A Guide to Dealing with Parental Complaints

By: Admin 28 October, 2017

As a school leader, dealing with regular complaints can be tiresome. You may have to deal with a complaint on behalf of another person on your staff. Or it might be about you, or the school in general. They can emerge from students, staff, parents or public in general. These complaints can be about students, staff, you, the board, your school policies, or school events. Some you might be ready for, others will come out of the blue and surprise you. The point is to have a process ready to follow for whatever turns up.


While handling parental complaints, why wait until things get complicated? There are several strategies you can employ at the start of the school year that could help set the stage for a term of problem-free parents.




  1. Clear communication

When the communication is clear about what the parents should anticipate, things will go smoothly as planned. A timeline or syllabus of what you will cover in the year will help parents know what they can expect. Keeping parents in the loop from day one will show them you care and want them to be involved in their child’s education. This will also alleviate the anxiety of the unknown.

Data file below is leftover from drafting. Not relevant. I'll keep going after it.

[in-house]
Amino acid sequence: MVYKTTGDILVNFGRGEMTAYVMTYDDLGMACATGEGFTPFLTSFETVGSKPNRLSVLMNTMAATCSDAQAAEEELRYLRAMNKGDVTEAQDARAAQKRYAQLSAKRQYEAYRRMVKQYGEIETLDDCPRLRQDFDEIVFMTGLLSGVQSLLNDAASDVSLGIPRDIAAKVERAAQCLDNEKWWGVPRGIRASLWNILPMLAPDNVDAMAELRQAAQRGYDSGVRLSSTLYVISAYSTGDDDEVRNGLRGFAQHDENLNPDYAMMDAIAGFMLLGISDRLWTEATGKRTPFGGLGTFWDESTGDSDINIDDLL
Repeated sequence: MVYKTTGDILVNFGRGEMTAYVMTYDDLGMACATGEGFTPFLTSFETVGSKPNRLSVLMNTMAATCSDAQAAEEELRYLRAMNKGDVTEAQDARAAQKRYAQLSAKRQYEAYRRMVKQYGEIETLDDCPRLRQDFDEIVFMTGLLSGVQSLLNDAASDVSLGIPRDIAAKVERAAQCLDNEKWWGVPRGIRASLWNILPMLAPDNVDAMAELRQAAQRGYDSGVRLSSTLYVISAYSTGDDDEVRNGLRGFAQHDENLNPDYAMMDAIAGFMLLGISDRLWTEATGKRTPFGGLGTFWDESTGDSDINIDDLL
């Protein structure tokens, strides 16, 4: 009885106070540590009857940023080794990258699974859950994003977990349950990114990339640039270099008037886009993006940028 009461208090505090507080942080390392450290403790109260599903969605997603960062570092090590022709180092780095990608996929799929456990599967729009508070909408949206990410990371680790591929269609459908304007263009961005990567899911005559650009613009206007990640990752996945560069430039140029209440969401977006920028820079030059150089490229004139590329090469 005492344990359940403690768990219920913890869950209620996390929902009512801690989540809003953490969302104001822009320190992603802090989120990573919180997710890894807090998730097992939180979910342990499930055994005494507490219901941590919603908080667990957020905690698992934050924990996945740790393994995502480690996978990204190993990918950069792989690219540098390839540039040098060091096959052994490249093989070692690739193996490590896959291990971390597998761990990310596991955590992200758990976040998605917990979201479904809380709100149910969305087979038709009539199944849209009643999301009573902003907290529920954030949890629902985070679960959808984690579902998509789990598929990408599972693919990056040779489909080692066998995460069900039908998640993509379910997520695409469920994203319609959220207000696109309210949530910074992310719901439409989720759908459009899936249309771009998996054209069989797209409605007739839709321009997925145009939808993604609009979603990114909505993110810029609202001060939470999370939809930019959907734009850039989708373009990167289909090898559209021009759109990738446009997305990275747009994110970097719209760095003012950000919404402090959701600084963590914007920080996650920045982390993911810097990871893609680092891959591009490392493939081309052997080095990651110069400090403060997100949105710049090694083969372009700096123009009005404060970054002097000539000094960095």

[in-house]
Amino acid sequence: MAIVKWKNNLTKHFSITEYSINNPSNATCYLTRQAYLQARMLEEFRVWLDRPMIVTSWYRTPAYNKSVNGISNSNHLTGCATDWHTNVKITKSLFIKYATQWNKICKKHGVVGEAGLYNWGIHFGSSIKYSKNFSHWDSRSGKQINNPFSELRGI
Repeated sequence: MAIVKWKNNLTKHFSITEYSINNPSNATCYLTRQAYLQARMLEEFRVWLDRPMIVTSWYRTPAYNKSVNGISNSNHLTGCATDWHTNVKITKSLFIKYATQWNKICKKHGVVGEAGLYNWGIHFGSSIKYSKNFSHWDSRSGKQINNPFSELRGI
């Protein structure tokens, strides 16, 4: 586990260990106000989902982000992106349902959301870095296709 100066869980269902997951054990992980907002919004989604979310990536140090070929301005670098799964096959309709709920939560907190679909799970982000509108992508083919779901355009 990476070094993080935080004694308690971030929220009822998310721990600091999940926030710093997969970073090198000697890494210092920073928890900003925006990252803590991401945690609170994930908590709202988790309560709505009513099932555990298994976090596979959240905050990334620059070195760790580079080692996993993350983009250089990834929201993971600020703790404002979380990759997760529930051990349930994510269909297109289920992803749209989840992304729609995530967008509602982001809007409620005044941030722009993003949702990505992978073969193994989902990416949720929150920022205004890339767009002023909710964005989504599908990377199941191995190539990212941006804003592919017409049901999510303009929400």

1. Invite them in the classroom

This doesn’t necessarily mean physically inviting a parent in to observe, but rather giving parents ways to connect with what you’re doing on a weekly basis. Use technology to your advantage. Create a group for parents online and keep them posted on activities of the classroom. This will help them feel included and in the loop.


  1. Building a relationship with parents

Make it your focus to foster relationships with parents. This will help in the future when the parent has a complaint or an issue. At first meetings, create a positive impression. Regular interactions, showing that you care about their child, all this helps deter any difficult situations that may arise.



How to handle things when a difficult situation strikes?


  1. Listen first and acknowledge

When the difficult parent approaches you with the issues, always let them speak first. Do not interrupt even if you know they have misconstrued information. It is vital to acknowledge the parent’s concerns before offering your suggestions. Even if you feel their concerns are ill-founded, this is still an essential step. It shows you have been actively listening and puts you and the parent on the same side again.


  1. Do not be judgemental

It can be tempting to blame a child’s problems on the parent or even avoid or judge a difficult parent. But blaming is never productive. Avoid judgement, instead provide constructive suggestions that might help. Also, always keep up the positivity while interacting with a parent. They should understand that their child is on your priority.


  1. Keep up the communication

Confirm to the parent that you will continue to observe the child and should anything arise, you will be in contact with them. After one difficult interaction with a parent, your first instinct might be to avoid them at all costs. But this is not the best response and may only lead to further difficulties down the road. Be conscious about keeping those lines of communication open.